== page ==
Other than that I just want to make sure the process is enjoyable. I'll be doing a lot of reading on the forum. If you have any comments, advice or criticism I gladly welcome it.

Prestige-Lawncare
06-04-2007, 11:21 PM
Sounds as though you have given this some thought. As you might imagine, these are some pretty good "starting points" ... ones that will have to be expanded on and addressed as soon as possible.

I have a 5 year plan to stop working for the man, and become him instead.

I don't plan to make lawncare my profession per se, rather a piece of a multiple income stream.

Heres the plan as it stands:

Use my craftsman mower, line trimmer and manual edger initially. I will also need to purchase an inexpensive gas blower. I plan on reinvesting all profits back into the business to purchase equipment.

I then plan on purchasing a Honda mower, Echo line trimmer/ with edger attachment and a Stihl backpack blower.

Make sure you reinvest in commercial grade equipment. Even though you don't plan on this being your profession, you will be using the equipment more then what the manufacturer intended on any homeowner models being used in a weeks time.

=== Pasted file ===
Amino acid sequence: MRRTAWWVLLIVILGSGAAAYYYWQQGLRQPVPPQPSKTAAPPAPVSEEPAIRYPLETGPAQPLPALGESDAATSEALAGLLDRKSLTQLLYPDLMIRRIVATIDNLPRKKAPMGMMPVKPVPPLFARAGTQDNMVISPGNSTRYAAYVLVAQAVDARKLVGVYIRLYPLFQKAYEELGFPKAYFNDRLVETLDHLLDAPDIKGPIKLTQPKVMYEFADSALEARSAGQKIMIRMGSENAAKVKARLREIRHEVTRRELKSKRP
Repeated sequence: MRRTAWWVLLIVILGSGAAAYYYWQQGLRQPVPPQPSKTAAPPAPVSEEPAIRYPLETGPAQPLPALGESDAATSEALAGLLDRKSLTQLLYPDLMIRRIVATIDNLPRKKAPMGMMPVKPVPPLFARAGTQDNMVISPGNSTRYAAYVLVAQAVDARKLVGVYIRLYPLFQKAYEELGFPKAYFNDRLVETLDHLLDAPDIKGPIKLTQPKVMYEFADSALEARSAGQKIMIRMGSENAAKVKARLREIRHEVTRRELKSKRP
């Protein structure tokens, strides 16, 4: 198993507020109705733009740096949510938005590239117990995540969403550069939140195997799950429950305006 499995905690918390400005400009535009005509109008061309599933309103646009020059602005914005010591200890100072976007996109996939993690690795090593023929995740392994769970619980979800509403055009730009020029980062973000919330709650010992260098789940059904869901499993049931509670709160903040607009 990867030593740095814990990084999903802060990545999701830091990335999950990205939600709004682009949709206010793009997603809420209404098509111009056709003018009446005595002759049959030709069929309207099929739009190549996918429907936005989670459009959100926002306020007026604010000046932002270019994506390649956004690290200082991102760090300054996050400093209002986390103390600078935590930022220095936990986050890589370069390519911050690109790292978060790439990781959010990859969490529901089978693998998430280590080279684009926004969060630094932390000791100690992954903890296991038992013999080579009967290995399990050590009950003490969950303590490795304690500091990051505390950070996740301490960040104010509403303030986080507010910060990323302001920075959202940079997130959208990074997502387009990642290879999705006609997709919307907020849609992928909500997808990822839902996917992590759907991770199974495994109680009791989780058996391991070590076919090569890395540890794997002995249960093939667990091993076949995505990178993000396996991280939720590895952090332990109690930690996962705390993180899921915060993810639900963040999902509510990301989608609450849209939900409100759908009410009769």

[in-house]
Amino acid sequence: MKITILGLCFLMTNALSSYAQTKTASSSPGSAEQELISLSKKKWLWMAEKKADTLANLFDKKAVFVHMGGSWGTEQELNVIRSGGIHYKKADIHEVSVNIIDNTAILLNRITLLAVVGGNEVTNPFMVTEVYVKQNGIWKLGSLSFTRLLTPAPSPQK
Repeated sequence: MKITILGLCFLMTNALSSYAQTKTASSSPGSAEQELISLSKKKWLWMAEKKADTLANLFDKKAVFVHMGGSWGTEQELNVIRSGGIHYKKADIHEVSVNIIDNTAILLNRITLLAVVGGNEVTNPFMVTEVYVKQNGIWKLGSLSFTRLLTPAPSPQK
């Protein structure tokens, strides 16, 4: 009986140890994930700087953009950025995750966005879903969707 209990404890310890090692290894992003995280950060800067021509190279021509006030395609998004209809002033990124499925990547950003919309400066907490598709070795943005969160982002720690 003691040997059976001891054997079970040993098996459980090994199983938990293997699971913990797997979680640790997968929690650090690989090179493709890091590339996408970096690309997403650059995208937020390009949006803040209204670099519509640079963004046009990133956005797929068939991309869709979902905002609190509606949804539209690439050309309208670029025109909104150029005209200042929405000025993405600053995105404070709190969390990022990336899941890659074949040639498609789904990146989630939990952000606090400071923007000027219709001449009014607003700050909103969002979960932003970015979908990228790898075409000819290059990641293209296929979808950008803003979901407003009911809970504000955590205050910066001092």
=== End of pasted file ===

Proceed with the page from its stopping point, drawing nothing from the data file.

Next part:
There is a LOT of lawn companies here in Florida, so competition is ripe. I want to keep things extra simple at first. Since I will be servicing homes in residential developments, most lawns will be fairly uniform, so I would like to charge a flat rate, probably around 25.00.

I would suggest that you do not charge a "flat rate" ... even properties the same size can have different rates depending on amount of trimming, edging, or extras the customer may want. Steer clear of advertising a flat rate.